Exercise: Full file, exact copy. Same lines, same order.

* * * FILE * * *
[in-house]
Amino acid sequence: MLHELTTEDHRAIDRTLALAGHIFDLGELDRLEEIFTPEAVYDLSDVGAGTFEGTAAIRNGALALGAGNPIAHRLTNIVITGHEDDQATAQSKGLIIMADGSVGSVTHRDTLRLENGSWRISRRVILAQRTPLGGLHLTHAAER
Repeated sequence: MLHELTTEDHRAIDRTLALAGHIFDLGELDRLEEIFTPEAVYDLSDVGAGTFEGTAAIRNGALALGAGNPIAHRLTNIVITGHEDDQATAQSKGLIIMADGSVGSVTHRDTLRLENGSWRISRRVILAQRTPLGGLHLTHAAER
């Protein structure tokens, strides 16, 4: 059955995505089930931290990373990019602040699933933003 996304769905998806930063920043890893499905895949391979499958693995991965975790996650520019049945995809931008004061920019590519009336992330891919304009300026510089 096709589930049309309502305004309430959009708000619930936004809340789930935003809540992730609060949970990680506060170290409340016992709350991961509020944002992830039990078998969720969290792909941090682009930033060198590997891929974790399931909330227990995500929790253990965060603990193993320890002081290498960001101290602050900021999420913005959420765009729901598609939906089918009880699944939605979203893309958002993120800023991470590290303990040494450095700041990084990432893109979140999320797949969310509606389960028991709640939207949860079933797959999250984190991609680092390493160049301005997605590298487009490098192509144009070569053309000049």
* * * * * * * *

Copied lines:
[in-house]
Amino acid sequence: MLHELTTEDHRAIDRTLALAGHIFDLGELDRLEEIFTPEAVYDLSDVGAGTFEGTAAIRNGALALGAGNPIAHRLTNIVITGHEDDQATAQSKGLIIMADGSVGSVTHRDTLRLENGSWRISRRVILAQRTPLGGLHLTHAAER
Repeated sequence: MLHELTTEDHRAIDRTLALAGHIFDLGELDRLEEIFTPEAVYDLSDVGAGTFEGTAAIRNGALALGAGNPIAHRLTNIVITGHEDDQATAQSKGLIIMADGSVGSVTHRDTLRLENGSWRISRRVILAQRTPLGGLHLTHAAER
């Protein structure tokens, strides 16, 4: 059955995505089930931290990373990019602040699933933003 996304769905998806930063920043890893499905895949391979499958693995991965975790996650520019049945995809931008004061920019590519009336992330891919304009300026510089 096709589930049309309502305004309430959009708000619930936004809340789930935003809540992730609060949970990680506060170290409340016992709350991961509020944002992830039990078998969720969290792909941090682009930033060198590997891929974790399931909330227990995500929790253990965060603990193993320890002081290498960001101290602050900021999420913005959420765009729901598609939906089918009880699944939605979203893309958002993120800023991470590290303990040494450095700041990084990432893109979140999320797949969310509606389960028991709640939207949860079933797959999250984190991609680092390493160049301005997605590298487009490098192509144009070569053309000049």